Save the Date! Enrollment for Fall 2020 (Online) Enrichment Classes opens 9/22 @ 7 PM

Make sure to set a reminder for Tuesday, 9/22 at 7 PM to enroll for Fall enrichment classes via Homeroom, our online enrichment portal. We’ve got a great line up of virtual enrichment activities this session, with plenty of new classes, plus old favorites that are guaranteed to delight students (and give tired parents some extra time to get work done, or practice some much needed self care)! View the Class List here.

Enrollment runs from Tuesday, September 22nd at 7 PM through Friday, September 25th at 5 PM. Course offerings (including days/times, fees and class descriptions) are currently available to view on Homeroom.

Fall enrichment classes will start on September 28th and run through December 11, 2020 (with a make-up week scheduled from December 14-18, 2020).  Classes will start at 3:30 PM (2:15 on Wednesdays) and run between 45 – 90 minutes in duration. Note: some classes may have earlier/later start dates or times, so please check the class schedule carefully. Fall enrichment classes are open to students in grades 1-5 only.  Kindergarten students are welcome to enroll starting Winter session. More details are available on the Enrichment page.

By choosing to enroll in a class through the GH Enrichment Program, you will be supporting our dedicated vendors, many of who are local, small businesses. Plus, a portion of each tuition goes to the PTA’s scholarship fund to allow for all GH students to take enrichment classes, regardless of financial ability.

Questions? Please contact the Enrichment Coordinator.


How does the education system work here in Washington and how can families get involved with it?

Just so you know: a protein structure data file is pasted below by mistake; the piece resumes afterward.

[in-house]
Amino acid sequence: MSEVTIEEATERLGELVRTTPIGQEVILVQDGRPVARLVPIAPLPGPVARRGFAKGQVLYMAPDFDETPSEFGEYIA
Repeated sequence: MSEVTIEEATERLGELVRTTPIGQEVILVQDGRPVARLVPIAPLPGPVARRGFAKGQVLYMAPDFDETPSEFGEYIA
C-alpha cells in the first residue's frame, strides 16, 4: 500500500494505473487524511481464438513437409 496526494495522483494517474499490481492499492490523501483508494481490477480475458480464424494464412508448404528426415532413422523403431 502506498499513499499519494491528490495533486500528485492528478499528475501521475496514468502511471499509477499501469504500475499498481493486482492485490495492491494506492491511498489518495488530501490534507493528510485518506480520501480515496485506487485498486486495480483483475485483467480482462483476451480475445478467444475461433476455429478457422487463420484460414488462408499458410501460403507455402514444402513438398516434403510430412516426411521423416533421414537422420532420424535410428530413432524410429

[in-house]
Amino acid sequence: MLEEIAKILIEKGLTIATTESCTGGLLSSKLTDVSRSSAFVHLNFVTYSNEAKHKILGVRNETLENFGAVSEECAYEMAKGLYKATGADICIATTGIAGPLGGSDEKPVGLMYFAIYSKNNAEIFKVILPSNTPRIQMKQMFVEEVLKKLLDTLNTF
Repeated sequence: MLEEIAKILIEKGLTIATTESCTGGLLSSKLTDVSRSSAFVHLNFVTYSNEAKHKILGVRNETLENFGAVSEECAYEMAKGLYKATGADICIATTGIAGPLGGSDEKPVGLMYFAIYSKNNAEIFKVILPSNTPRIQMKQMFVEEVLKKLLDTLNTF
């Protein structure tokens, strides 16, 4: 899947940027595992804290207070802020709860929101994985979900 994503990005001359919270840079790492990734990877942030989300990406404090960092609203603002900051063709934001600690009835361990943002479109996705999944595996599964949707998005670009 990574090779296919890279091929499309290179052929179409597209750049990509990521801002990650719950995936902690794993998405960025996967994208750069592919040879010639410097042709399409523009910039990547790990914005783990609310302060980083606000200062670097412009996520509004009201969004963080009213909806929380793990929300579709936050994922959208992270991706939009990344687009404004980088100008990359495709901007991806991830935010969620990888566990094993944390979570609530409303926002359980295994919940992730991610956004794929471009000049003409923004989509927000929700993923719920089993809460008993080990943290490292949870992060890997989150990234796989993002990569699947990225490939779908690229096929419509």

From Genesee Hill Legislative Chair, Victoria Bhegani

With this past week’s reopening of schools there has been a lot of buzz, and understandably some confusion, about just who makes up the policies and practices that shape our children’s education and who to speak to about what we want to advocate for our children. As the Legislative Chair for the GH PTA Board this school year, I am just beginning to dive into understanding how these processes work. They are complicated! So please bear with me as I give a brief overview of the what’s and who’s of this, and then wrap up with some suggestions on how to get involved and who to contact in case you do want to reach out.

In Washington State, K-12 education is shaped by a number of forces, including federal officials, the governor, city mayors, state board of education administrators, the state superintendent, state agencies, school board superintendents, school board directors, teachers’ unions and- particularly in these times of pandemic- public health officials. Some of the key players in this at the state level are the Washington State Board of Education (SBE) and the Office of the Superintendent of Public Instruction (OSPI) and at our regional level, the Seattle School District (SPS) and our local teachers’ union, the Seattle Education Association (SEA). In a very basic nutshell, education policies are often created by the SBE and the OSPI, who work closely together. School districts then must adhere to these policies, though there might be flexibility in how they do so. Policy implementation might also be changed by union negotiations.  

For example, with instructional hours, our state requires that students be in school for a minimum of 180 days of the school year and that elementary school students fulfill at least 1,000 instructional hours. In the re-opening of schools for 2020, the SBE has not changed these required hours. However, it has given school districts flexibility in how they implement them, be it through synchronous or asynchronous learning, or potentially outdoor learning. It’s not all up to the District though. Before school opened this fall, SPS also had to negotiate how these hours would be fulfilled with SEA.

As you can see, it’s complex. There are a number of pieces trying to move together to make something work, and in these times especially, what they’re trying to make work is no small thing. Our education system is trying to keep kids and staff safe this year, provide some security for vulnerable populations, keep staff employed, and engage our children in learning new things, all in the wildly different educational landscape of remote learning.